How to let go of the past
We’ve all been hurt. You can’t be an adult — or teen — alive today who hasn’t experienced some kind of emotional pain. It hurts. But what you do with that hurt is probably more important than the hurt itself. Would you prefer to get back to being an active liver of life? Or do you prefer to ruminate endlessly about the past and something that cannot be changed? In short, how do you let go of past hurts and move on? Blaming others for our hurt is what most of us start off doing. Somebody did something wrong, or they wronged us in some way that mattered to us. We want them to apologise. We want them to acknowledge what they did was wrong. But blaming someone else for our hurt can backfire. The problem with blaming others is that it can often leave you powerless. For example, you confront the person (your boss, your spouse, your parent, your child), and they say, “No, I didn’t,” or worse, “So what if I did?”, then you’re left with all this anger and hurt and no resolution. All your feelings are legitimate. It’s important to feel them fully, and then move on. Nursing your grievances indefinitely is a bad habit, because it hurts you more than it hurts them. People who hold on to these past hurts often relive the pain over and over in their minds. Sometimes a person can even get “stuck” in this pain, in this hurt, in this blame.
Letting Go of Past Hurts
The only way you can accept new joy and happiness into your life is to make space for it. If your heart is filled full-up with pain and hurt, how can you be open to anything new?
1. Make the decision to let it go.
Things don’t disappear on their own. You need to make the commitment to “let it go.” If you don’t make this conscious choice up-front, you could end up self-sabotaging any effort to move on from this past hurt. Making the conscious decision to let it go also means accepting you have a choice to let it go. To stop reliving the past pain, to stop going over the details of the story in your head every time you think of the other person. This is empowering to most people, knowing that it is their choice to either hold on to the pain, or to live a future life without it.
2. Express your pain — and your responsibility.
Express the pain the hurt made you feel, whether it’s directly to the other person, or through just getting it out of your system (like venting to a friend, or writing in a journal, or writing a letter you never send to the other person). Get it all out of your system at once. Doing so will also help you understand what — specifically — your hurt is about. We don’t live in a world of black and whites, even when sometimes it feels like we do. While you may not have had the same amount of responsibility for the hurt you experienced, there may have been a small part of the hurt that you are also partially responsible for. What could you have done differently next time? Are you an active participant in your own life, or simply a hopeless victim? Will you let your pain become your identity? Or are you someone deeper and more complex than that??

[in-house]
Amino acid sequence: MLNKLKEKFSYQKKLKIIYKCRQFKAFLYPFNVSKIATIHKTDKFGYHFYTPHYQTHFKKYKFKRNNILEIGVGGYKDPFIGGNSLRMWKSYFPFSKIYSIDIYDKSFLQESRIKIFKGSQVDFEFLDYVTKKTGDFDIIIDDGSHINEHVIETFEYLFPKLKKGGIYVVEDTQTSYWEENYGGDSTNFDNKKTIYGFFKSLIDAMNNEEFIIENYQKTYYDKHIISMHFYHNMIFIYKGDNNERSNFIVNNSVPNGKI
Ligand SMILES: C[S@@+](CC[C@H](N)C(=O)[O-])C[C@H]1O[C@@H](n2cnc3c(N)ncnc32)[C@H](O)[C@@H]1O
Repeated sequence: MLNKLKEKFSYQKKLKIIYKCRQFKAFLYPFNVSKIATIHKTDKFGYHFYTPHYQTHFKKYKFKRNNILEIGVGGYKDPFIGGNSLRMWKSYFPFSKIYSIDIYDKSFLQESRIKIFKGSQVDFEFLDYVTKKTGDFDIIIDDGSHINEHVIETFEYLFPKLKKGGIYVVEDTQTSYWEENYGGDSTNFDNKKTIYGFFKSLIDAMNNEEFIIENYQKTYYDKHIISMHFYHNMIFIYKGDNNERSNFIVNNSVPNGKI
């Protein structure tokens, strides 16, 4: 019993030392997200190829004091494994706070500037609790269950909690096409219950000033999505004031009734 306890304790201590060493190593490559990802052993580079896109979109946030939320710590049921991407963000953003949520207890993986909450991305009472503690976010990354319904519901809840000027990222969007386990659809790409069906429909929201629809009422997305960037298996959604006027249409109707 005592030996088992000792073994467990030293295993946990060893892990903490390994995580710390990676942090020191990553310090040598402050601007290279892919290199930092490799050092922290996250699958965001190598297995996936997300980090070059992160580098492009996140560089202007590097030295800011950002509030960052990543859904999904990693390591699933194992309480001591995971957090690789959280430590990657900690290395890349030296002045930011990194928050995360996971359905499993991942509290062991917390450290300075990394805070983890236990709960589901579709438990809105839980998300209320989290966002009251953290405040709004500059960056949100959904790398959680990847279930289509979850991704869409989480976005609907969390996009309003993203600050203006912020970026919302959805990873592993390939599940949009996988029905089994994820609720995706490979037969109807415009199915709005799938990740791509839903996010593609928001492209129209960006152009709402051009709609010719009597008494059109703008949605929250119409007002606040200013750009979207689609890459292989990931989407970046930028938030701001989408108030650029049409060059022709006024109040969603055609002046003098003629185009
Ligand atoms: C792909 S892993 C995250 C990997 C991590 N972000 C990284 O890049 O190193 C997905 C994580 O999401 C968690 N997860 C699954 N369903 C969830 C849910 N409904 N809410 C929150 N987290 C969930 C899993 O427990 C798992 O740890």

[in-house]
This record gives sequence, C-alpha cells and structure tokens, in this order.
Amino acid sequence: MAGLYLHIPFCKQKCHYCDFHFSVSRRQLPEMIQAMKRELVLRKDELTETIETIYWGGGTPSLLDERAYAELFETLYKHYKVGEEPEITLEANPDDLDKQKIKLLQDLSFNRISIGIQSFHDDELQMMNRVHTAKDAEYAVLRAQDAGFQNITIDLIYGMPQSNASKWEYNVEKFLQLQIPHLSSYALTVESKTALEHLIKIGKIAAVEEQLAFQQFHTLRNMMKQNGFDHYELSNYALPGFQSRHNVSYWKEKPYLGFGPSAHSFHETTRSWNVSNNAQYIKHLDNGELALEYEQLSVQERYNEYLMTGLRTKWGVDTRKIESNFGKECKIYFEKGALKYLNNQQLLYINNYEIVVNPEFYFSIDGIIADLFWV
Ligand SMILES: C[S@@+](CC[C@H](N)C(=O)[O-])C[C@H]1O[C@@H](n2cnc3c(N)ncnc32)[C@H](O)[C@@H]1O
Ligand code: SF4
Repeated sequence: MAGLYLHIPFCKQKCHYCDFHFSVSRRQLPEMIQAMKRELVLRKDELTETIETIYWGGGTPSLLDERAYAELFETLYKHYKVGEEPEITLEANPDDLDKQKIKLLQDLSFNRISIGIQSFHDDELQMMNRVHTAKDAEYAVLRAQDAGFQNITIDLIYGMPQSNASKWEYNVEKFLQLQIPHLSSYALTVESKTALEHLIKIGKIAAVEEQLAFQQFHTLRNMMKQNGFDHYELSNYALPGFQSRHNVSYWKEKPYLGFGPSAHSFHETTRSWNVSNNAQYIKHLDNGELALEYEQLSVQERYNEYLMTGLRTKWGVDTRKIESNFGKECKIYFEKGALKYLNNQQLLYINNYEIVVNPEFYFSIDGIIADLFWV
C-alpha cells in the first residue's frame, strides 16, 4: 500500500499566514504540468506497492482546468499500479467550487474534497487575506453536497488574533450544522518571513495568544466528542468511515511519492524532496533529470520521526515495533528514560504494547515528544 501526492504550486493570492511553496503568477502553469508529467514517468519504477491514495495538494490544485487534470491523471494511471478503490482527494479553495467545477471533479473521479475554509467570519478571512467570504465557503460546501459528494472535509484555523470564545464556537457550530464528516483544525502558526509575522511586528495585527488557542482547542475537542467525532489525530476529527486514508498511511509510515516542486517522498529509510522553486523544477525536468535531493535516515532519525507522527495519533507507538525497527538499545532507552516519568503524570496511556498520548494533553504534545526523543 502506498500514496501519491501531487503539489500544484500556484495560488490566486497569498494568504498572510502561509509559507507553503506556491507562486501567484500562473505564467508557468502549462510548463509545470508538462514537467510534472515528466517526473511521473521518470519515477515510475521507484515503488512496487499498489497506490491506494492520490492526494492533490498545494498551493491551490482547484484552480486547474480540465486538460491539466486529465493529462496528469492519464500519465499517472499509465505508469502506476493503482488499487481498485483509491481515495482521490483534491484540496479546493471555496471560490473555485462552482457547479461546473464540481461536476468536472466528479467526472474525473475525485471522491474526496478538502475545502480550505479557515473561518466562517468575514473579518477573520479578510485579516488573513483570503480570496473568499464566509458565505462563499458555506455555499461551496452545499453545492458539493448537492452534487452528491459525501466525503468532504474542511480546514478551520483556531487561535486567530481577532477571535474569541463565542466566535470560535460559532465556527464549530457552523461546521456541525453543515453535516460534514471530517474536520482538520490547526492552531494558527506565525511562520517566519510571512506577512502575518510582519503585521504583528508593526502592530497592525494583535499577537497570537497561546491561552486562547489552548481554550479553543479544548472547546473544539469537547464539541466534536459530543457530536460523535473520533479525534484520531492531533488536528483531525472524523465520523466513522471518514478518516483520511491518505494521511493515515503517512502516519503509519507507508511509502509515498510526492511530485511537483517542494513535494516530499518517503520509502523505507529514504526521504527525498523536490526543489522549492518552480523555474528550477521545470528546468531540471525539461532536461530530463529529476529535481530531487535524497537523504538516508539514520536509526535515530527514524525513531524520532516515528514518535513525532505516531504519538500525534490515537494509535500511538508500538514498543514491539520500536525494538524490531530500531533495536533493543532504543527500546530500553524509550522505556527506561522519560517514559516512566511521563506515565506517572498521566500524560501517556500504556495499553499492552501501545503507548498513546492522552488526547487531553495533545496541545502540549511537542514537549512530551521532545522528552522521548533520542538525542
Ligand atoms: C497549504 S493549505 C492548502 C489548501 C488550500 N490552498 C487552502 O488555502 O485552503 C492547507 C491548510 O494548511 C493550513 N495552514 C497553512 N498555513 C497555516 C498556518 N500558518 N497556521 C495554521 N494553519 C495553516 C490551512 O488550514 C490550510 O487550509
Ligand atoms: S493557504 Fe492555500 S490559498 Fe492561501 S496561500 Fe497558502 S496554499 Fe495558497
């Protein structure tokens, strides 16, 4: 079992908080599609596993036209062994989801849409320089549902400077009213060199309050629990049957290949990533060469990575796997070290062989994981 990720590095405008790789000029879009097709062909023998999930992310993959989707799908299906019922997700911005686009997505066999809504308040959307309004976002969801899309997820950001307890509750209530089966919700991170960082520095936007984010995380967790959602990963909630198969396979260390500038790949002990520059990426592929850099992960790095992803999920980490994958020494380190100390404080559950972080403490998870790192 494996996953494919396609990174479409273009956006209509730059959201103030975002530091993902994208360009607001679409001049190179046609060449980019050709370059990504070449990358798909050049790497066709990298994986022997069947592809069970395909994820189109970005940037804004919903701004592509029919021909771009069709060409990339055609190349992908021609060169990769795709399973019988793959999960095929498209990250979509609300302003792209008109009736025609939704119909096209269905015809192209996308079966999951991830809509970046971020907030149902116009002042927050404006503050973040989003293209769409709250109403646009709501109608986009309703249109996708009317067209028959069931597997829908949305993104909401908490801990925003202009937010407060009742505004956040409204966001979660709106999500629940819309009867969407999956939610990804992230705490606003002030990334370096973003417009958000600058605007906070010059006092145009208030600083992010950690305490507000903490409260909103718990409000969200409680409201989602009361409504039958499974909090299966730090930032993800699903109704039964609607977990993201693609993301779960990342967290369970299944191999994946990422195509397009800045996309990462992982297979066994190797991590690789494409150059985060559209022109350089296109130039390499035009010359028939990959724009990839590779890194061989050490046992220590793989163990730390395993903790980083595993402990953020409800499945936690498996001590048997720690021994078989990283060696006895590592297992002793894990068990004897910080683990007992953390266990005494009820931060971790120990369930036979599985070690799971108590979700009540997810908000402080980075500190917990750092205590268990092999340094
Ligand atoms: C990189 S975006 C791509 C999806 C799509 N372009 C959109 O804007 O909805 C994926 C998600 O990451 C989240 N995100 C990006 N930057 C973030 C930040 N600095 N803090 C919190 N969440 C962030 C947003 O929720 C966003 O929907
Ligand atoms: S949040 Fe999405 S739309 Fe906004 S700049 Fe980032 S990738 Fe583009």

3. Stop being the victim and blaming others.
Being the victim feels good — it’s like being on the winning team of you against the world. But guess what? The world largely doesn’t care, so you need to get over yourself. Yes, you’re special. Yes, your feelings matter. But don’t confuse with “your feelings matter” to “your feelings should override all else, and nothing else matters.” Your feelings are just one part of this large thing we call life, which is all interwoven and complex. And messy. In every moment, you have that choice — to continue to feel bad about another person’s actions, or to start feeling good. You need to take responsibility for your own happiness, and not put such power into the hands of another person. Why would you let the person who hurt you — in the past — have such power, right here, right now? No amount of analyses has ever fixed a relationship problem. Never. Not in the entirety of the world’s history. So why choose to engage in so much thought and devote so much energy to a person who you feel has wronged you?
4. Focus on the present — the here and now — and joy.
Now it’s time to let go. Let go of the past, and stop reliving it. Stop telling yourself that story where the protagonist — you — is forever the victim of this other person’s horrible actions. You can’t undo the past, all you can do is to make today the best day of your life. When you focus on the here and now, you have less time to think about the past. When the past memories creep into your consciousness (as they are bound to do from time to time), acknowledge them for a moment. And then bring yourself gently back into the present moment. Some people find it easier to do this with a conscious cue, such as saying to yourself, “It’s alright. That was the past, and now I’m focused on my own happiness. Remember, if we crowd our brains — and lives — with hurt feelings, there’s little room for anything positive. FORGIVE THEM AND YOU!